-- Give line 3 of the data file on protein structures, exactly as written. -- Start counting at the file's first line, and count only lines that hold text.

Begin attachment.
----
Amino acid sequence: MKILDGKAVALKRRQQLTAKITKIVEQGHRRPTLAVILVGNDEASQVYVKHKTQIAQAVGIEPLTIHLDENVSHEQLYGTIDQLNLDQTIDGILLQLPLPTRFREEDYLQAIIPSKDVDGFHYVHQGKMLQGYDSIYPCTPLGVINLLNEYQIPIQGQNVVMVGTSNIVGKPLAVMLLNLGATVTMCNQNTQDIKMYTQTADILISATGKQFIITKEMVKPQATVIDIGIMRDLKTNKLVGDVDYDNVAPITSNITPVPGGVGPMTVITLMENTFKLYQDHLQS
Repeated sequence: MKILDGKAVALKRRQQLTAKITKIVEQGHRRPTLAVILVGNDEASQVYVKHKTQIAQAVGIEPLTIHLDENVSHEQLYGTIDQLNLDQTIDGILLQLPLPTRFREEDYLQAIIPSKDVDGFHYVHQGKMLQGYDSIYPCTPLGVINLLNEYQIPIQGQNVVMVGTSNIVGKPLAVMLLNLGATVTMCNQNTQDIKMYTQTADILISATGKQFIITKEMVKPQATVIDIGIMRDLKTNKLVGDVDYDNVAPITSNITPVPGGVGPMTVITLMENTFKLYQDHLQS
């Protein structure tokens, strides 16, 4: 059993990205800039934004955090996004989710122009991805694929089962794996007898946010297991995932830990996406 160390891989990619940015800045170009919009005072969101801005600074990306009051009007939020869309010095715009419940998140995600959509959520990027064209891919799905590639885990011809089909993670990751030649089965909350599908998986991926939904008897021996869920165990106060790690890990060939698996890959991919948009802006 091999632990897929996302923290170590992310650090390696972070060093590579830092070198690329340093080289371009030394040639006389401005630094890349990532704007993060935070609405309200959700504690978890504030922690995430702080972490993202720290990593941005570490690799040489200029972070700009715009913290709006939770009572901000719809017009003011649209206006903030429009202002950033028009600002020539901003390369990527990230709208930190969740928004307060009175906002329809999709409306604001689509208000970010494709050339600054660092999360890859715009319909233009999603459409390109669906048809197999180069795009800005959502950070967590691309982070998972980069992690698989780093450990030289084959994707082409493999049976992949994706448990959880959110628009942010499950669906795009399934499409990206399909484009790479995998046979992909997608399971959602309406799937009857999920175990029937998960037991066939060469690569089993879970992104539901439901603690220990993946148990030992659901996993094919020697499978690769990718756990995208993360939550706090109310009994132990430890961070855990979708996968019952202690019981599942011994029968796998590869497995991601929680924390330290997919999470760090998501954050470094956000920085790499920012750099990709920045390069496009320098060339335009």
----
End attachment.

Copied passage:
């Protein structure tokens, strides 16, 4: 059993990205800039934004955090996004989710122009991805694929089962794996007898946010297991995932830990996406 160390891989990619940015800045170009919009005072969101801005600074990306009051009007939020869309010095715009419940998140995600959509959520990027064209891919799905590639885990011809089909993670990751030649089965909350599908998986991926939904008897021996869920165990106060790690890990060939698996890959991919948009802006 091999632990897929996302923290170590992310650090390696972070060093590579830092070198690329340093080289371009030394040639006389401005630094890349990532704007993060935070609405309200959700504690978890504030922690995430702080972490993202720290990593941005570490690799040489200029972070700009715009913290709006939770009572901000719809017009003011649209206006903030429009202002950033028009600002020539901003390369990527990230709208930190969740928004307060009175906002329809999709409306604001689509208000970010494709050339600054660092999360890859715009319909233009999603459409390109669906048809197999180069795009800005959502950070967590691309982070998972980069992690698989780093450990030289084959994707082409493999049976992949994706448990959880959110628009942010499950669906795009399934499409990206399909484009790479995998046979992909997608399971959602309406799937009857999920175990029937998960037991066939060469690569089993879970992104539901439901603690220990993946148990030992659901996993094919020697499978690769990718756990995208993360939550706090109310009994132990430890961070855990979708996968019952202690019981599942011994029968796998590869497995991601929680924390330290997919999470760090998501954050470094956000920085790499920012750099990709920045390069496009320098060339335009």